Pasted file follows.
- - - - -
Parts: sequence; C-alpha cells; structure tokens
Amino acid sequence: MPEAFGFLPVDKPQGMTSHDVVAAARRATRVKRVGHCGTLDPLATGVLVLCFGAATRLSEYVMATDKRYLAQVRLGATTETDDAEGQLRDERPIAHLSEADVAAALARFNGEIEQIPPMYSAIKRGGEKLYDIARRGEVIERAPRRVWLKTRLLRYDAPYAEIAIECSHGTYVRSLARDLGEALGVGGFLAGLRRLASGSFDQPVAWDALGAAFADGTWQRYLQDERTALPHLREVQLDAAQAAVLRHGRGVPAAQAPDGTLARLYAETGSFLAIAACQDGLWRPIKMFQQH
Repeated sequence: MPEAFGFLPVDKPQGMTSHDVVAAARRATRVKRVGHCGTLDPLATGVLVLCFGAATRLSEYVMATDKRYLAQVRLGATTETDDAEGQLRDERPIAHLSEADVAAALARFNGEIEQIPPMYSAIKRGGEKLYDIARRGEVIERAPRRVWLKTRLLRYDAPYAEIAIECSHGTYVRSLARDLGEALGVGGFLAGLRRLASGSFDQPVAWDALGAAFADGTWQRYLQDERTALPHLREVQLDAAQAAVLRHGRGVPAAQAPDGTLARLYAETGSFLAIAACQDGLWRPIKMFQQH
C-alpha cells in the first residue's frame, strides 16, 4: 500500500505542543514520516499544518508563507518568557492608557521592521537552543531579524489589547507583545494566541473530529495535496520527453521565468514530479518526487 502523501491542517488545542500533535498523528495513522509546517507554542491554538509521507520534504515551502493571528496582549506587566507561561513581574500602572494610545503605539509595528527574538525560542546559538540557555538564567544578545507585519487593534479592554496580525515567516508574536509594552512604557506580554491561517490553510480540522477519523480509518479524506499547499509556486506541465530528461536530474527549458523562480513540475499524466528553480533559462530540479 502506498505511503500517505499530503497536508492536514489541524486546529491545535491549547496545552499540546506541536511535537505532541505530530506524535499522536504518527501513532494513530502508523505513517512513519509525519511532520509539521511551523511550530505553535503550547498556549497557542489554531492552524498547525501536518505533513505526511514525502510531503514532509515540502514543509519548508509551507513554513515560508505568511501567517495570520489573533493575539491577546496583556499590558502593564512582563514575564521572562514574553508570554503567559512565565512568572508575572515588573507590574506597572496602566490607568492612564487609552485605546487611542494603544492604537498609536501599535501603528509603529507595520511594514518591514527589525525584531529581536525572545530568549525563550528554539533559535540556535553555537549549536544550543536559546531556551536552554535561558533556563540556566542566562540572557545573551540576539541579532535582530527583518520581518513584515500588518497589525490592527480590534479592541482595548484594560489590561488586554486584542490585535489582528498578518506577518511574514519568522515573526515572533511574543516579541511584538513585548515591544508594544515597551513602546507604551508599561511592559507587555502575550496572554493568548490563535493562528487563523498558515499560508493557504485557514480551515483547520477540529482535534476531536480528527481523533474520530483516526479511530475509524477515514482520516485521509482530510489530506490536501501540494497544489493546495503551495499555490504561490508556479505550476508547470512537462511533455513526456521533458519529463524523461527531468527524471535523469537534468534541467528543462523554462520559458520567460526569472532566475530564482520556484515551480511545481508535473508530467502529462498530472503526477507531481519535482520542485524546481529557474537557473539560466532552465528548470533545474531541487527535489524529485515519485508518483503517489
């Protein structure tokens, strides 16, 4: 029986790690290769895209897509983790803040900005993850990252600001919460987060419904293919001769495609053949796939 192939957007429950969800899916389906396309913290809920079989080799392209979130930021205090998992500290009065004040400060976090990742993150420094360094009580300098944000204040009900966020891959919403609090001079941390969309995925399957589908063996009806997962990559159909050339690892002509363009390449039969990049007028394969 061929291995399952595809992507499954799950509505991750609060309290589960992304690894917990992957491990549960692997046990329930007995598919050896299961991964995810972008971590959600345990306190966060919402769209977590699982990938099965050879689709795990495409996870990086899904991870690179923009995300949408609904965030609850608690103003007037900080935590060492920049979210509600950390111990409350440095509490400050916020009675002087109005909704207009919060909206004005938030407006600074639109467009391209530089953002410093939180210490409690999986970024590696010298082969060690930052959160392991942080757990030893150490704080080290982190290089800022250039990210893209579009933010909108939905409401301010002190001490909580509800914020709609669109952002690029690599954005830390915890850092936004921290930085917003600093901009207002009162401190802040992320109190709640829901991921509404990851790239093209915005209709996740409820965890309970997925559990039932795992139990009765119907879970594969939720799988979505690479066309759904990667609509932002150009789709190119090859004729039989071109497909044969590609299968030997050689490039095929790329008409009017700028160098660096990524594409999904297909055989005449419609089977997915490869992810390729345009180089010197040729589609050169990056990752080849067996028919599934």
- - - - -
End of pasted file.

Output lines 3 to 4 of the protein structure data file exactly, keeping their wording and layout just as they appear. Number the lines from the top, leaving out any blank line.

Repeated sequence: MPEAFGFLPVDKPQGMTSHDVVAAARRATRVKRVGHCGTLDPLATGVLVLCFGAATRLSEYVMATDKRYLAQVRLGATTETDDAEGQLRDERPIAHLSEADVAAALARFNGEIEQIPPMYSAIKRGGEKLYDIARRGEVIERAPRRVWLKTRLLRYDAPYAEIAIECSHGTYVRSLARDLGEALGVGGFLAGLRRLASGSFDQPVAWDALGAAFADGTWQRYLQDERTALPHLREVQLDAAQAAVLRHGRGVPAAQAPDGTLARLYAETGSFLAIAACQDGLWRPIKMFQQH
C-alpha cells in the first residue's frame, strides 16, 4: 500500500505542543514520516499544518508563507518568557492608557521592521537552543531579524489589547507583545494566541473530529495535496520527453521565468514530479518526487 502523501491542517488545542500533535498523528495513522509546517507554542491554538509521507520534504515551502493571528496582549506587566507561561513581574500602572494610545503605539509595528527574538525560542546559538540557555538564567544578545507585519487593534479592554496580525515567516508574536509594552512604557506580554491561517490553510480540522477519523480509518479524506499547499509556486506541465530528461536530474527549458523562480513540475499524466528553480533559462530540479 502506498505511503500517505499530503497536508492536514489541524486546529491545535491549547496545552499540546506541536511535537505532541505530530506524535499522536504518527501513532494513530502508523505513517512513519509525519511532520509539521511551523511550530505553535503550547498556549497557542489554531492552524498547525501536518505533513505526511514525502510531503514532509515540502514543509519548508509551507513554513515560508505568511501567517495570520489573533493575539491577546496583556499590558502593564512582563514575564521572562514574553508570554503567559512565565512568572508575572515588573507590574506597572496602566490607568492612564487609552485605546487611542494603544492604537498609536501599535501603528509603529507595520511594514518591514527589525525584531529581536525572545530568549525563550528554539533559535540556535553555537549549536544550543536559546531556551536552554535561558533556563540556566542566562540572557545573551540576539541579532535582530527583518520581518513584515500588518497589525490592527480590534479592541482595548484594560489590561488586554486584542490585535489582528498578518506577518511574514519568522515573526515572533511574543516579541511584538513585548515591544508594544515597551513602546507604551508599561511592559507587555502575550496572554493568548490563535493562528487563523498558515499560508493557504485557514480551515483547520477540529482535534476531536480528527481523533474520530483516526479511530475509524477515514482520516485521509482530510489530506490536501501540494497544489493546495503551495499555490504561490508556479505550476508547470512537462511533455513526456521533458519529463524523461527531468527524471535523469537534468534541467528543462523554462520559458520567460526569472532566475530564482520556484515551480511545481508535473508530467502529462498530472503526477507531481519535482520542485524546481529557474537557473539560466532552465528548470533545474531541487527535489524529485515519485508518483503517489